Geochemical processes such as mineral dissolution and precipitation alter the microstructure of rocks, and thereby affect their hydraulic and mechanical behaviour. Quantifying and considering these property changes in reservoir simulations substantially supports risk assessments related to geological subsurface utilization.
In our virtual laboratory, 3D pore-scale models of typical reservoir sandstones are applied to determine the effective hydraulic and elastic properties of sandstones. In order to adequately depict characteristic distributions of secondary minerals, the virtual samples are systematically altered, and the resulting changes in geometric, hydraulic, and mechanical rock properties are quantified. Characteristic pore space alterations for a reaction- and a transport-limited precipitation regime are approximated by correlating precipitation with fluid flow velocity magnitudes. A purely surface reaction-limited regime is represented by a uniform modification of the pore space, whereas transport-limited precipitation is characterised by the successive clogging of pore throats and a drastic decrease in permeability. It is demonstrated that the location of mineral growth within the pore space strongly affects the magnitude of permeability reduction. The presented digital pore-scale simulations enable to quantify changes in permeability and stiffness resulting from geochemical processes, and thus are relevant for a wide range of natural and engineered subsurface applications.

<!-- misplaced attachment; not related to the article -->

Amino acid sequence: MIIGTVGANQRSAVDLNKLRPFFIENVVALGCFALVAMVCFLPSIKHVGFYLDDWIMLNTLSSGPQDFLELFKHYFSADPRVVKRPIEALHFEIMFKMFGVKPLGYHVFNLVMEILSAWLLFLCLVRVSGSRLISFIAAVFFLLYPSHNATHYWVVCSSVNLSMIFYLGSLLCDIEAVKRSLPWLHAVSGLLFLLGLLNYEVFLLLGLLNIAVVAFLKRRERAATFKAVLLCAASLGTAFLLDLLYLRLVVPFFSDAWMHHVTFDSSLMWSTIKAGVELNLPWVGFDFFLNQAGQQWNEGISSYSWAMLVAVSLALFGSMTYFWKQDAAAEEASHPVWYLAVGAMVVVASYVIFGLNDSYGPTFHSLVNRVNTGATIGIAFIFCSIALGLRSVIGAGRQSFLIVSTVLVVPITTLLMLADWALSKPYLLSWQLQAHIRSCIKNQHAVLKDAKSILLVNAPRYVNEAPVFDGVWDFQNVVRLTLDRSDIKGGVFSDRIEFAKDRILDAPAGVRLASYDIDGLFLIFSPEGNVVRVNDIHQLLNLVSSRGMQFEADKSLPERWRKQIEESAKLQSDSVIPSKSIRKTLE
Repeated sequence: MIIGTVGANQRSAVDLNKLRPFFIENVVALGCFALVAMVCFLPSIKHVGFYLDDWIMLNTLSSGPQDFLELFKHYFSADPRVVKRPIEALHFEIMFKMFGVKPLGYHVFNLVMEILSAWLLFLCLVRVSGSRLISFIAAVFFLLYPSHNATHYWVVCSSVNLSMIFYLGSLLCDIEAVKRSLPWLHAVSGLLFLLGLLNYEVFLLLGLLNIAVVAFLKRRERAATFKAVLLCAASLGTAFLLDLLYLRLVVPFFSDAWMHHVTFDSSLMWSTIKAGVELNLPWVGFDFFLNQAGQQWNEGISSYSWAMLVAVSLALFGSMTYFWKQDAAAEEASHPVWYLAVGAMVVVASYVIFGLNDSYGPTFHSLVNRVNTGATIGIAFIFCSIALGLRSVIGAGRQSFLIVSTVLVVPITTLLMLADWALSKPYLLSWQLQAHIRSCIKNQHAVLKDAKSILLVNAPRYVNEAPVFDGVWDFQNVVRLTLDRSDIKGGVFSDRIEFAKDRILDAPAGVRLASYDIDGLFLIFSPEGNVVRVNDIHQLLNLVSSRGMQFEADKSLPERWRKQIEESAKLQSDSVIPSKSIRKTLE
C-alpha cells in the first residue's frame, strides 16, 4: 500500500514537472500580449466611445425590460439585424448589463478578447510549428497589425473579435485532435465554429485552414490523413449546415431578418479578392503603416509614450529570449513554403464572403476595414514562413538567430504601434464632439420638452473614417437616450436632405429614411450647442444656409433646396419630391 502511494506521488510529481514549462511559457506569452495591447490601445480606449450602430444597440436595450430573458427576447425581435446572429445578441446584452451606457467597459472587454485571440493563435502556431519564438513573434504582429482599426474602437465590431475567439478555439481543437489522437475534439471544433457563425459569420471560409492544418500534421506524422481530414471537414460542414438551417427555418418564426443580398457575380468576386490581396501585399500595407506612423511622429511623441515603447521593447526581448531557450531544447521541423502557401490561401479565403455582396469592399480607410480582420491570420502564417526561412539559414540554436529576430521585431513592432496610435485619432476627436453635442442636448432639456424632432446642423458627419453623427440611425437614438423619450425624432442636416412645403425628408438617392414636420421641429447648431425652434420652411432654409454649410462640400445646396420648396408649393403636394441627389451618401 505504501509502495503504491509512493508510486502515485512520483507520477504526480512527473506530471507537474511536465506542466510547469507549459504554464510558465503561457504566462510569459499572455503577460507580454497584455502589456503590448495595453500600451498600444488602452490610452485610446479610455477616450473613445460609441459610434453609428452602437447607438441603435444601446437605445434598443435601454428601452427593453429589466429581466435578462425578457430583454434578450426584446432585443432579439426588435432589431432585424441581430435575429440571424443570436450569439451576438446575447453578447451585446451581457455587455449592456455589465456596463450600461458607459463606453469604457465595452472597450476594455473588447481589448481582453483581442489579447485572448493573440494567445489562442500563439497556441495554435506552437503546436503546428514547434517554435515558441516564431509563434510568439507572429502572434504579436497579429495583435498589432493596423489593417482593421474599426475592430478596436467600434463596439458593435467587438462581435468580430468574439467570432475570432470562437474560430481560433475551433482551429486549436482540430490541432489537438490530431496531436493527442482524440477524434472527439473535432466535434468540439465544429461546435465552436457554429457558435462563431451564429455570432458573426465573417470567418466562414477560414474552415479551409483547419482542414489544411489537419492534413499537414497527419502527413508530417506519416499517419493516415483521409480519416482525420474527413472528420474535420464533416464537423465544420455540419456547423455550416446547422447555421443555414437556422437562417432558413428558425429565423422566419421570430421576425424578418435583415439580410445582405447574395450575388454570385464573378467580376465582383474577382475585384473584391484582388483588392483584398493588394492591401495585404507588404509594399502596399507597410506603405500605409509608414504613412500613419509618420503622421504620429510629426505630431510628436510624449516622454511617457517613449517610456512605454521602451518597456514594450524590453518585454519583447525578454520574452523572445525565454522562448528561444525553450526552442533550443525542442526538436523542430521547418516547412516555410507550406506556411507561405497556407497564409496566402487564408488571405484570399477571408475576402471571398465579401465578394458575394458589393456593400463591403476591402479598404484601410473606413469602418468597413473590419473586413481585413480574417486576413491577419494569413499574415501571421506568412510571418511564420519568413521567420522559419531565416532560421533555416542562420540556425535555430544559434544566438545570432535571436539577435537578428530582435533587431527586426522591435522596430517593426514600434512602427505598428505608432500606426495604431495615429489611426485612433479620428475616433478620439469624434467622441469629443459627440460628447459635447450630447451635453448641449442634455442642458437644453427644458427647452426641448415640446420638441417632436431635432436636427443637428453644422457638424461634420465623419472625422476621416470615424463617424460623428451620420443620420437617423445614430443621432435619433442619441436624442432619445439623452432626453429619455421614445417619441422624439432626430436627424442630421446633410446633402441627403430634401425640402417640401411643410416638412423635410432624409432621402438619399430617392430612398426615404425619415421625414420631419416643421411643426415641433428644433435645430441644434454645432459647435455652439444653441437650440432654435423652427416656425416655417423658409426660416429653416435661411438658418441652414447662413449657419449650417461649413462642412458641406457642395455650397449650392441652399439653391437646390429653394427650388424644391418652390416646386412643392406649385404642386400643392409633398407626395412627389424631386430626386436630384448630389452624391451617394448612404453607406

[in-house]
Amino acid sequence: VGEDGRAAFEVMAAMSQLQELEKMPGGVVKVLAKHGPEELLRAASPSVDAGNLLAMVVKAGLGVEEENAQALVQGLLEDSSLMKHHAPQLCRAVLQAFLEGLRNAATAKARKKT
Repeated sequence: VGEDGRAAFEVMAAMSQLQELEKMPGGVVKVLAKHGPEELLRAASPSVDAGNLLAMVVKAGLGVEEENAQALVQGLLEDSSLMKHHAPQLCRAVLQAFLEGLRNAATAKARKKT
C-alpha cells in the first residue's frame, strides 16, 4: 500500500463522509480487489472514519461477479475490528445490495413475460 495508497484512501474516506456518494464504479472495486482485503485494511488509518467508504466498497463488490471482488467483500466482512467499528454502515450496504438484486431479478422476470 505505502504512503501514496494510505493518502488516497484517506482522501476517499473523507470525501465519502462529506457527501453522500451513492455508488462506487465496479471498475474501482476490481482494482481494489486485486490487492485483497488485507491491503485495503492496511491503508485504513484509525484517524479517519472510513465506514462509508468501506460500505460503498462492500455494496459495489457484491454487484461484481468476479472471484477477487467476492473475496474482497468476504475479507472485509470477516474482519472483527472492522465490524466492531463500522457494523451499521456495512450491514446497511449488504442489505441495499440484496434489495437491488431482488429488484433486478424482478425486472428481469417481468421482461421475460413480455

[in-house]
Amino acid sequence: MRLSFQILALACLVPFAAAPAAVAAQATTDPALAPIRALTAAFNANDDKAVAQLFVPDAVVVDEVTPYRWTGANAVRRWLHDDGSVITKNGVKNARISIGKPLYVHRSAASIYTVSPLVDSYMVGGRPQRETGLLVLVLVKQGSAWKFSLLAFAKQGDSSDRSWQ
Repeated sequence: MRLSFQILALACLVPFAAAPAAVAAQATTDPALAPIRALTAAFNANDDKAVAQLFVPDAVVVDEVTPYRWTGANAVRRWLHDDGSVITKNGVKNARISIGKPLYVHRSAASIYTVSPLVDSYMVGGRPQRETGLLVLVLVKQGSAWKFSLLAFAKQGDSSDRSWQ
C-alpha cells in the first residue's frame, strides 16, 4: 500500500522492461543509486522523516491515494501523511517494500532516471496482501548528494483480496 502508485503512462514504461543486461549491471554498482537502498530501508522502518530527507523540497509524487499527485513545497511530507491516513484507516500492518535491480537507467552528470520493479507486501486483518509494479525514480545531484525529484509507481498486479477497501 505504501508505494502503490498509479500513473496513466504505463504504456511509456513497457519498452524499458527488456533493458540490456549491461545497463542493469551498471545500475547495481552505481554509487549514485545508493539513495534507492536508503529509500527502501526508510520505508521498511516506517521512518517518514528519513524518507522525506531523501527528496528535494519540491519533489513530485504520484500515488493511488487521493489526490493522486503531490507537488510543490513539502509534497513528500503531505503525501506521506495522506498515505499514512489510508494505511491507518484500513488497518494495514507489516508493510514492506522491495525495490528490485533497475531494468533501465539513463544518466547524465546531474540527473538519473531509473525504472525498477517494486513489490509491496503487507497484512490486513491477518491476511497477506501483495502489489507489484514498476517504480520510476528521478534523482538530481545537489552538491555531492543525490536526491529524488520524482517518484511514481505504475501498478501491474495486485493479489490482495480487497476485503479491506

Maria Wetzel1, Thomas Kempka1,2, Michael Kühn1,2
1GFZ German Research Centre for Geosciences, Fluid Systems Modelling; 2University of Potsdam, Institute of Geosciences